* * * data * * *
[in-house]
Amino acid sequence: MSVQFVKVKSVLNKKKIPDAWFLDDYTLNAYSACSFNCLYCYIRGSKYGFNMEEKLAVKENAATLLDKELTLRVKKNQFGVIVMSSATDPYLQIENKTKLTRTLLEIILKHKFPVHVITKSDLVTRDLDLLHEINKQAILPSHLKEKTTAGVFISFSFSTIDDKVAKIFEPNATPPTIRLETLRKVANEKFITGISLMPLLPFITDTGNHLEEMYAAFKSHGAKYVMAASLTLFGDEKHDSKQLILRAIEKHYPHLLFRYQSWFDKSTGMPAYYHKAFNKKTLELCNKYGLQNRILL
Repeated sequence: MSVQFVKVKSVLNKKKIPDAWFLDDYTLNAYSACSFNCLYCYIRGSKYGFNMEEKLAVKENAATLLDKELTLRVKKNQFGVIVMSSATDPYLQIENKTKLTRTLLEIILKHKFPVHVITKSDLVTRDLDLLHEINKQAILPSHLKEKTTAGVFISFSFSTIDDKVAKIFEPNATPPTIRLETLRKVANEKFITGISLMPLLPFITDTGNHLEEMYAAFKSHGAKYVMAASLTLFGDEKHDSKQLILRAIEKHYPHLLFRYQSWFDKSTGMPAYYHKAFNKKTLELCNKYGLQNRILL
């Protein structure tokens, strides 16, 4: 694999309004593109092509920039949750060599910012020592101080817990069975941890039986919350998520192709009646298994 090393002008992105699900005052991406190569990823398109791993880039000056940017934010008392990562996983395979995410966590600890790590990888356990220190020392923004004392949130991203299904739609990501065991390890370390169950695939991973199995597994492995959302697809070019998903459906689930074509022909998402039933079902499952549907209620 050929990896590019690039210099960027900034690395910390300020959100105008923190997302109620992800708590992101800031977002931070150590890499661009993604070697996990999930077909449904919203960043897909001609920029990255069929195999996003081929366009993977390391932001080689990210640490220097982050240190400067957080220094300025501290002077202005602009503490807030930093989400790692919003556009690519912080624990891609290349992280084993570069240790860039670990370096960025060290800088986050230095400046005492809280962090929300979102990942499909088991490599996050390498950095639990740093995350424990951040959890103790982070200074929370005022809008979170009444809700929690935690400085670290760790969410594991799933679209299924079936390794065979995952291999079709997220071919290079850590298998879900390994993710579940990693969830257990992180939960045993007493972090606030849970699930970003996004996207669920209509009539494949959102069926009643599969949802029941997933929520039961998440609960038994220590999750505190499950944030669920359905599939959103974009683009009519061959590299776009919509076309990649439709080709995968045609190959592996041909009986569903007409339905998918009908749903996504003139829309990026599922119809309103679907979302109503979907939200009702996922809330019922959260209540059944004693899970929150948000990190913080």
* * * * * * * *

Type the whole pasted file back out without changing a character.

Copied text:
[in-house]
Amino acid sequence: MSVQFVKVKSVLNKKKIPDAWFLDDYTLNAYSACSFNCLYCYIRGSKYGFNMEEKLAVKENAATLLDKELTLRVKKNQFGVIVMSSATDPYLQIENKTKLTRTLLEIILKHKFPVHVITKSDLVTRDLDLLHEINKQAILPSHLKEKTTAGVFISFSFSTIDDKVAKIFEPNATPPTIRLETLRKVANEKFITGISLMPLLPFITDTGNHLEEMYAAFKSHGAKYVMAASLTLFGDEKHDSKQLILRAIEKHYPHLLFRYQSWFDKSTGMPAYYHKAFNKKTLELCNKYGLQNRILL
Repeated sequence: MSVQFVKVKSVLNKKKIPDAWFLDDYTLNAYSACSFNCLYCYIRGSKYGFNMEEKLAVKENAATLLDKELTLRVKKNQFGVIVMSSATDPYLQIENKTKLTRTLLEIILKHKFPVHVITKSDLVTRDLDLLHEINKQAILPSHLKEKTTAGVFISFSFSTIDDKVAKIFEPNATPPTIRLETLRKVANEKFITGISLMPLLPFITDTGNHLEEMYAAFKSHGAKYVMAASLTLFGDEKHDSKQLILRAIEKHYPHLLFRYQSWFDKSTGMPAYYHKAFNKKTLELCNKYGLQNRILL
């Protein structure tokens, strides 16, 4: 694999309004593109092509920039949750060599910012020592101080817990069975941890039986919350998520192709009646298994 090393002008992105699900005052991406190569990823398109791993880039000056940017934010008392990562996983395979995410966590600890790590990888356990220190020392923004004392949130991203299904739609990501065991390890370390169950695939991973199995597994492995959302697809070019998903459906689930074509022909998402039933079902499952549907209620 050929990896590019690039210099960027900034690395910390300020959100105008923190997302109620992800708590992101800031977002931070150590890499661009993604070697996990999930077909449904919203960043897909001609920029990255069929195999996003081929366009993977390391932001080689990210640490220097982050240190400067957080220094300025501290002077202005602009503490807030930093989400790692919003556009690519912080624990891609290349992280084993570069240790860039670990370096960025060290800088986050230095400046005492809280962090929300979102990942499909088991490599996050390498950095639990740093995350424990951040959890103790982070200074929370005022809008979170009444809700929690935690400085670290760790969410594991799933679209299924079936390794065979995952291999079709997220071919290079850590298998879900390994993710579940990693969830257990992180939960045993007493972090606030849970699930970003996004996207669920209509009539494949959102069926009643599969949802029941997933929520039961998440609960038994220590999750505190499950944030669920359905599939959103974009683009009519061959590299776009919509076309990649439709080709995968045609190959592996041909009986569903007409339905998918009908749903996504003139829309990026599922119809309103679907979302109503979907939200009702996922809330019922959260209540059944004693899970929150948000990190913080």